The opposition Bharatiya Janata Party (BJP), have long campaigned for common personal laws and charged that Muslims enjoyed special privileges under what they dub a pseudo-secular policy. Imrana's case has given them a fresh opening. "Muslims want personal laws for social matters. But when it comes to criminal law, they follow secular law rather than Islamic law where there are punishments like stoning to death," said Mukut Gupta, a shopkeeper in nearby Muzaffarnagar town. "This is wrong."

The BJP, floundering in opposition after its shock defeat in national polls last year, sees an opportunity in the controversy to revive its fortunes, analysts said. "The trouble is that in Muslim personal law, there is total resistance to any change," BJP leader B.P. Singhal said on a television debate, adding that Hindu religious laws have been amended regularly over the past few decades to bring them more into sync with women's rights.

Reforming Muslim personal law is a sensitive issue in India. In the 1980s, the case of an old Muslim woman, who took her rejected alimony plea to the Supreme Court, sparked a crisis over whether the court had jurisdiction over Islamic law. The court's judgment upheld her right to alimony but this was later reversed by the then Congress government through a new law, seen as one of the contributing factors to the rise of the BJP on a Hindu nationalist platform.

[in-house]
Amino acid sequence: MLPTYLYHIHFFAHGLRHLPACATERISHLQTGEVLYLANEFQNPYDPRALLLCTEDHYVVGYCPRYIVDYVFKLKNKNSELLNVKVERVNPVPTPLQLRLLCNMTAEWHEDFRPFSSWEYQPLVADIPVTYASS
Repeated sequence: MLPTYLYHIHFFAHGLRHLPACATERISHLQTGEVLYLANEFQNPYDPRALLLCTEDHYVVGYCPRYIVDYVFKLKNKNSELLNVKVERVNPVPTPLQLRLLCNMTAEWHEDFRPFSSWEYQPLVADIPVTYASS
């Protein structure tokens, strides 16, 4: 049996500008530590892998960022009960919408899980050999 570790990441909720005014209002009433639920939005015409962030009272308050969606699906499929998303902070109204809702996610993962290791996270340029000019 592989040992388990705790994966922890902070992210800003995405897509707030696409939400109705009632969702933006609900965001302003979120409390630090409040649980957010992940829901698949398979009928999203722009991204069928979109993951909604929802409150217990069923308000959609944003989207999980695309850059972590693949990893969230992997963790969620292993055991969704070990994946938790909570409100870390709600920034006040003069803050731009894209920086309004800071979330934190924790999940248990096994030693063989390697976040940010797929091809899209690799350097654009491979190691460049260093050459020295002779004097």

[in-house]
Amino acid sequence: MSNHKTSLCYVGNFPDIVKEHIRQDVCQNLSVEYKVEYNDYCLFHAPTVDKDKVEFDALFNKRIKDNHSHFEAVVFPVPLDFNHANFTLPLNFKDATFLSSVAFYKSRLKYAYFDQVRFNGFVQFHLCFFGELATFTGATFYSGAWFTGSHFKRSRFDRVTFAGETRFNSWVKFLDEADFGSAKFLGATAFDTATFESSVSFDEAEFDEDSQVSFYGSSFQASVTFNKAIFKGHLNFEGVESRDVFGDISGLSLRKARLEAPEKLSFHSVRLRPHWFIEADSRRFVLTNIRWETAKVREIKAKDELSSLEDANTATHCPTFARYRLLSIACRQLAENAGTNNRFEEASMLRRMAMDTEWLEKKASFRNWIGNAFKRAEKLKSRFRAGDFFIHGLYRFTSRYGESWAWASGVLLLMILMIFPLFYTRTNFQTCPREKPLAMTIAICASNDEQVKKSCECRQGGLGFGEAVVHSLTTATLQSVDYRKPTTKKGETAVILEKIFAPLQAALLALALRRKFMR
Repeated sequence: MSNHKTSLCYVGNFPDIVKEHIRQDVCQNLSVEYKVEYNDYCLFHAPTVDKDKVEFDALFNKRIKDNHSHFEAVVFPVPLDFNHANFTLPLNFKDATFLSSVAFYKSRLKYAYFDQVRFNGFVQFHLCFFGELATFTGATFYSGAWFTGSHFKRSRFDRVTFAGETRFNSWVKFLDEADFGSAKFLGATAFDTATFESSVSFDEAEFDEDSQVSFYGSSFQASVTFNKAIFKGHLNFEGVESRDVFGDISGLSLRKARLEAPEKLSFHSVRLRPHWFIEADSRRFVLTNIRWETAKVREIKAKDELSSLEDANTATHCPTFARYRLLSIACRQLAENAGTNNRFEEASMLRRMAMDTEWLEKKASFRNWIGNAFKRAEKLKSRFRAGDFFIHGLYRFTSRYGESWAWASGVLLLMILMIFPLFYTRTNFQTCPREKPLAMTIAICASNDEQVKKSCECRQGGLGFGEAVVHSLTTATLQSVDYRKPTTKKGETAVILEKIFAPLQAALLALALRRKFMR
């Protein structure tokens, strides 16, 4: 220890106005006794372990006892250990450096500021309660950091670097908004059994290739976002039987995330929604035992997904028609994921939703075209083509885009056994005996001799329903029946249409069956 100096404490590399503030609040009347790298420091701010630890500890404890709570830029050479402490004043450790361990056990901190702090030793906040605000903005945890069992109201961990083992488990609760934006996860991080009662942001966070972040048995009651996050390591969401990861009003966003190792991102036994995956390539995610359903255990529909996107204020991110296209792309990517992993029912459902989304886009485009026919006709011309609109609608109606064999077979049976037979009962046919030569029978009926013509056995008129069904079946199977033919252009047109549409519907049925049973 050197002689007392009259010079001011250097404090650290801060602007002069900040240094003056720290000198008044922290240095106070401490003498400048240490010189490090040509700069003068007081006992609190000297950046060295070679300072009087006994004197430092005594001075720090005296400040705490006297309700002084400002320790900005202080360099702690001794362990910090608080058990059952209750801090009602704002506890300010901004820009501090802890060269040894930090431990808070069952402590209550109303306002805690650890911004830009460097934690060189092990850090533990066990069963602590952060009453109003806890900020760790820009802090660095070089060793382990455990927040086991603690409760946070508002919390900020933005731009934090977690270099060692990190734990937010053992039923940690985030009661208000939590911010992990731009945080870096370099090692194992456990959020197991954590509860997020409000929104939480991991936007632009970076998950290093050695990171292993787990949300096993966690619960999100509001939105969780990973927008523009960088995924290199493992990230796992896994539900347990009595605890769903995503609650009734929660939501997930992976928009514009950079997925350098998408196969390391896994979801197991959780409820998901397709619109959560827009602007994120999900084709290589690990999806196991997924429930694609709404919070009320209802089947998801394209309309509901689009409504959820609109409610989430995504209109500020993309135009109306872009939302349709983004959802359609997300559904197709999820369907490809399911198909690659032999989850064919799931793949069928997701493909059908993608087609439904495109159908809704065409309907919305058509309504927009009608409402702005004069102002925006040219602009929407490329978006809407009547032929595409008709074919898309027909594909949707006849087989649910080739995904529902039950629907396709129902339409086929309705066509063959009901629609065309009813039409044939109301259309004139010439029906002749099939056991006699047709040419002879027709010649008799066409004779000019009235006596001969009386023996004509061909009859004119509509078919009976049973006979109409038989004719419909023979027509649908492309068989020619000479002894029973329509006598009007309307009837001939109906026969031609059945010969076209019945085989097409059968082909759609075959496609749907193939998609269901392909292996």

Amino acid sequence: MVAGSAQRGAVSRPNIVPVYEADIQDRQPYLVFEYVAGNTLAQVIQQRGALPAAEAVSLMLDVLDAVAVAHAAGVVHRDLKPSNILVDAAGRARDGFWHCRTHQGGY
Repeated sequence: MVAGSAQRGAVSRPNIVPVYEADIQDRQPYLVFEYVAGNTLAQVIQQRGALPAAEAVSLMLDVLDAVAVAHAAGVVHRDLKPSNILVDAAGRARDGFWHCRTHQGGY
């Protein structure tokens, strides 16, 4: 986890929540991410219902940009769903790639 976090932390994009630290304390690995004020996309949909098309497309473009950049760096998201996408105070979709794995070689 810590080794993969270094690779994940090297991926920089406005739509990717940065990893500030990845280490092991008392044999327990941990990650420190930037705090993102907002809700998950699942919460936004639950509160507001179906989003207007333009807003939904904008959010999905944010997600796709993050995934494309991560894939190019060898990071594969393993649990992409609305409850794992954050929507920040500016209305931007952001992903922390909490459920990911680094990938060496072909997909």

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Some Muslim clerics say there is no need to change personal laws as Islam provides self-respect to its women and back the decree against Imrana. "According to Islam, after what happened between her and her father-in-law, a sacred relationship was violated," said Zulfiqur Ali, the most senior Muslim cleric in Muzaffarnagar. "She cannot live with her husband anymore as the atmosphere in the family has become soiled." Muslim women activists reject that contention and argue that Imrana should continue living with her husband as the couple's relationship remains intact.